This disc board does not supports eps graphics, so I can't upload anything that would show you anything meaningful (a jpg or png image of an eps file isn't very pretty!). You could go to this link and find such a file.

 

 


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#28 Enoch

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Posted 19 March 2014 - 09:56 PM

End notes are a great convenience to the writer, but not to the reader.  I wonder if for a dissertation it would be acceptable to put the end notes in a 2nd volume.



#29 James Tucker

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Posted 20 March 2014 - 12:05 AM

Joel, 

 

I am unsure which linguistic theory you are using. If you are taking a P&P approach, you might find TreeForm Syntax helpful. If you are going to use a Role and Reference Grammar, or some other variation, you might find TreeForm ill-suited to allow Periphery Structures, etc. You can find some good resources here: https://linguistlist...e=LF&WRTypeID=2


Edited by James Tucker, 20 March 2014 - 12:05 AM.


#30 Martin Shields

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Posted 20 March 2014 - 01:42 AM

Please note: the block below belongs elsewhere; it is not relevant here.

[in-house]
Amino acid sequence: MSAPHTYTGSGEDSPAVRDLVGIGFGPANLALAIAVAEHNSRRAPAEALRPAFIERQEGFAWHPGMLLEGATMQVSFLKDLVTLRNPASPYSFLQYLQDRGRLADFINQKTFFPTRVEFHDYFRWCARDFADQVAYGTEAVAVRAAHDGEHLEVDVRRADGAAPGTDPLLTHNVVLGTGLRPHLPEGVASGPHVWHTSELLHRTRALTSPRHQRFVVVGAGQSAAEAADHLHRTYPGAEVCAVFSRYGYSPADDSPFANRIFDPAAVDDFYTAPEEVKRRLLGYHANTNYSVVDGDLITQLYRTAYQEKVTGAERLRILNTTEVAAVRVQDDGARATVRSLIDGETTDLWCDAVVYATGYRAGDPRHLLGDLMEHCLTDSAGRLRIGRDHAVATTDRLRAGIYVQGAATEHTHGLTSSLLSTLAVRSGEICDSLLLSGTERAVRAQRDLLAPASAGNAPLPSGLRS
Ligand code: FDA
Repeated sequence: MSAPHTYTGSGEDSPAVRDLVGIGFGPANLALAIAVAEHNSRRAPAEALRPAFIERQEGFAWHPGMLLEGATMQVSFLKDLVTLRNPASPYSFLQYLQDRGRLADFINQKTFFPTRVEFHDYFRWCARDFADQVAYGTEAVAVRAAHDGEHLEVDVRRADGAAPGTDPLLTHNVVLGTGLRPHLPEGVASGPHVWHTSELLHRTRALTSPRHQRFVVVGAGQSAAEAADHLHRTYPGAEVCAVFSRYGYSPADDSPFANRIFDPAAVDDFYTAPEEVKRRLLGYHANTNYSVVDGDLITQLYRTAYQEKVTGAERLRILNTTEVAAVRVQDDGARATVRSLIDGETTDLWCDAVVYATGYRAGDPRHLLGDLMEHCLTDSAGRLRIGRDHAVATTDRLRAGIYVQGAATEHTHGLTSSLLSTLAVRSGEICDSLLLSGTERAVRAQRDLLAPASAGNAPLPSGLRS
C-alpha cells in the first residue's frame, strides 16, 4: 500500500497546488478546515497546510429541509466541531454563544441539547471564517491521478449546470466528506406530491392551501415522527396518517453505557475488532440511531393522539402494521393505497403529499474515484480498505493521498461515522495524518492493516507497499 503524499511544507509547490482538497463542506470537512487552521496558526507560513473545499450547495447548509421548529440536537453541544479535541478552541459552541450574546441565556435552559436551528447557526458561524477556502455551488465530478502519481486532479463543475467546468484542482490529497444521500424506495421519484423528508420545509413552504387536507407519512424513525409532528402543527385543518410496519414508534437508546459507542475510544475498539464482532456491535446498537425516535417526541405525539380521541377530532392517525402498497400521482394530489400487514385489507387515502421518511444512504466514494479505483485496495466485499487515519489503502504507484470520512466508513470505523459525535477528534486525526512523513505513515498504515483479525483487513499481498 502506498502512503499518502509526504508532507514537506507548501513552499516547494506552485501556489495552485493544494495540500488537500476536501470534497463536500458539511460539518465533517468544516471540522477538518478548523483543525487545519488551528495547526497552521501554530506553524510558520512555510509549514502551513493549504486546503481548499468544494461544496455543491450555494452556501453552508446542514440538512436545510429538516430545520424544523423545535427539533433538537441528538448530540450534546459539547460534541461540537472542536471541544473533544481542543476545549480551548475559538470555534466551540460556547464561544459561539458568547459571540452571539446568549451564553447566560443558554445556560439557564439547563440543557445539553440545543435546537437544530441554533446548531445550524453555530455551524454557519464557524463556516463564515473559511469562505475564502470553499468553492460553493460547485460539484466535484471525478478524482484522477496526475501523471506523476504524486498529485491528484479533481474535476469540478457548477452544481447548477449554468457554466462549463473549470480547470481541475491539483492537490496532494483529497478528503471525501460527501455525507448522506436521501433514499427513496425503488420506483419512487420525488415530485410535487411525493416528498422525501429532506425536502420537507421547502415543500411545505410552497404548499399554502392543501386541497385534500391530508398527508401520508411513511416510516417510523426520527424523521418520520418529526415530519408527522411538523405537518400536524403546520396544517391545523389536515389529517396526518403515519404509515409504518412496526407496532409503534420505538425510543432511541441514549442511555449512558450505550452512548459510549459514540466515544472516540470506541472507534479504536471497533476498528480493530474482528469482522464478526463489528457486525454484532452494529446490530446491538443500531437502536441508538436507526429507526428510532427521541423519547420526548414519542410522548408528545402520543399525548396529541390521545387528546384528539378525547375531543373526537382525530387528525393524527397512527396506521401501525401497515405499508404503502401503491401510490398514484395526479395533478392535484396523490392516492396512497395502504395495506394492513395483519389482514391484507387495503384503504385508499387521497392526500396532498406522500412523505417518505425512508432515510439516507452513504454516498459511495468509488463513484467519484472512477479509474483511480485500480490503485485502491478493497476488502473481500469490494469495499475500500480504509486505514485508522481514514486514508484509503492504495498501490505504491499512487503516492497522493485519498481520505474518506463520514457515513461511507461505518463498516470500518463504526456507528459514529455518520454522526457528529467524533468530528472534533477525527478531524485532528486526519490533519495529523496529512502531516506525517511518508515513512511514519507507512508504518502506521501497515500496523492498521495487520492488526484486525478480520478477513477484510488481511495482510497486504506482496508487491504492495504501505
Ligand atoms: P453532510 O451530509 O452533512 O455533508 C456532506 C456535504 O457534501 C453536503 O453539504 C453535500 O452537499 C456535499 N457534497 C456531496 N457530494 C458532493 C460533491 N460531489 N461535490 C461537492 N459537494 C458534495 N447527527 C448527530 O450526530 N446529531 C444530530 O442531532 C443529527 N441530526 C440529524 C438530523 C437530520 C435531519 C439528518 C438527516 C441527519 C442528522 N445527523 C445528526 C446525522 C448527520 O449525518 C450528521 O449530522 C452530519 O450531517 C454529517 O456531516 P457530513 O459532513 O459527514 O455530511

FYI, SVG is XML (sorry about all the TLAs, I couldn't resist). iDraw is, I think, cheaper than EazyDraw and yet a very good vector graphics drawing program that reads/writes PDF, SVG as well as exporting to a range of bitmaps if you really must. There's also a version for iPads!



#31 joelmadasu

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Posted 20 March 2014 - 10:53 AM

Joel, 

 

I am unsure which linguistic theory you are using. If you are taking a P&P approach, you might find TreeForm Syntax helpful. If you are going to use a Role and Reference Grammar, or some other variation, you might find TreeForm ill-suited to allow Periphery Structures, etc. You can find some good resources here: https://linguistlist...e=LF&WRTypeID=2

 

James, 

 

Thank you for the info. I will check these links.

As far as the linguistic theory - I have not come to any conclusion yet. I did not take any classes on linguistics. But, the more I read about linguistic theories and using them in my dissertation, the more I am having negative impressions on them (at least for now :)) I know I have to 'learn a lot' about theories!

 

But, thanks for your help!


Thank you
Joel

#32 Nathan Parker

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Posted 20 March 2014 - 04:51 PM

Thanks again everyone for the comments! I'll answer a few questions that were asked and throw out a few more things.

 

1. When I mentioned "performance", I was referring to long, PhD, level documents. Basically what's a good program I can type a bunch of text into and ensure I can maneuver through it lightning fast and without crashing my system.